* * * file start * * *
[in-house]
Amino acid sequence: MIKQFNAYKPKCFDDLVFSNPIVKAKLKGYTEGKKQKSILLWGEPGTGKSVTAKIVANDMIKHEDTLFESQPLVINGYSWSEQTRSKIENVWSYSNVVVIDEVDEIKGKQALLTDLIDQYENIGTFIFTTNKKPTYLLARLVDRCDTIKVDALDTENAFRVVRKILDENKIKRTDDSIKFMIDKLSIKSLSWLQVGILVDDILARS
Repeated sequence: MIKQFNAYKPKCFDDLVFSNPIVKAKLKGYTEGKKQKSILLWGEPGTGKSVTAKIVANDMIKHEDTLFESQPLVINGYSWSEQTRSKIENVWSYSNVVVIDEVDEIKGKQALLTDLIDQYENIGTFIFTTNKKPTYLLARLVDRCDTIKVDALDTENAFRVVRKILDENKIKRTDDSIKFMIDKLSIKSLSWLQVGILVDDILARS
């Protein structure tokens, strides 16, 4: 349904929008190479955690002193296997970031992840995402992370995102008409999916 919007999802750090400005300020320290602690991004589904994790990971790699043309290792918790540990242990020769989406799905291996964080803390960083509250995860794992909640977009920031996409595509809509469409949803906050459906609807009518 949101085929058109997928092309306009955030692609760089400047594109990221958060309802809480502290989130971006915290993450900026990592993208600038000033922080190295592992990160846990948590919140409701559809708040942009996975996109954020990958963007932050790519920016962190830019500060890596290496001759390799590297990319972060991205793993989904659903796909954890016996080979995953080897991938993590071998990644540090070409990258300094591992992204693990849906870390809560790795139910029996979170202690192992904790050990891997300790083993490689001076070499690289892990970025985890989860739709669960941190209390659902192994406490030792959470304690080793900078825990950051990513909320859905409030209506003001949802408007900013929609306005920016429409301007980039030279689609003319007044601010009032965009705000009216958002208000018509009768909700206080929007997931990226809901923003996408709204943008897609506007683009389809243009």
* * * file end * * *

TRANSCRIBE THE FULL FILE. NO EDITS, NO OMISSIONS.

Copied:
[in-house]
Amino acid sequence: MIKQFNAYKPKCFDDLVFSNPIVKAKLKGYTEGKKQKSILLWGEPGTGKSVTAKIVANDMIKHEDTLFESQPLVINGYSWSEQTRSKIENVWSYSNVVVIDEVDEIKGKQALLTDLIDQYENIGTFIFTTNKKPTYLLARLVDRCDTIKVDALDTENAFRVVRKILDENKIKRTDDSIKFMIDKLSIKSLSWLQVGILVDDILARS
Repeated sequence: MIKQFNAYKPKCFDDLVFSNPIVKAKLKGYTEGKKQKSILLWGEPGTGKSVTAKIVANDMIKHEDTLFESQPLVINGYSWSEQTRSKIENVWSYSNVVVIDEVDEIKGKQALLTDLIDQYENIGTFIFTTNKKPTYLLARLVDRCDTIKVDALDTENAFRVVRKILDENKIKRTDDSIKFMIDKLSIKSLSWLQVGILVDDILARS
């Protein structure tokens, strides 16, 4: 349904929008190479955690002193296997970031992840995402992370995102008409999916 919007999802750090400005300020320290602690991004589904994790990971790699043309290792918790540990242990020769989406799905291996964080803390960083509250995860794992909640977009920031996409595509809509469409949803906050459906609807009518 949101085929058109997928092309306009955030692609760089400047594109990221958060309802809480502290989130971006915290993450900026990592993208600038000033922080190295592992990160846990948590919140409701559809708040942009996975996109954020990958963007932050790519920016962190830019500060890596290496001759390799590297990319972060991205793993989904659903796909954890016996080979995953080897991938993590071998990644540090070409990258300094591992992204693990849906870390809560790795139910029996979170202690192992904790050990891997300790083993490689001076070499690289892990970025985890989860739709669960941190209390659902192994406490030792959470304690080793900078825990950051990513909320859905409030209506003001949802408007900013929609306005920016429409301007980039030279689609003319007044601010009032965009705000009216958002208000018509009768909700206080929007997931990226809901923003996408709204943008897609506007683009389809243009």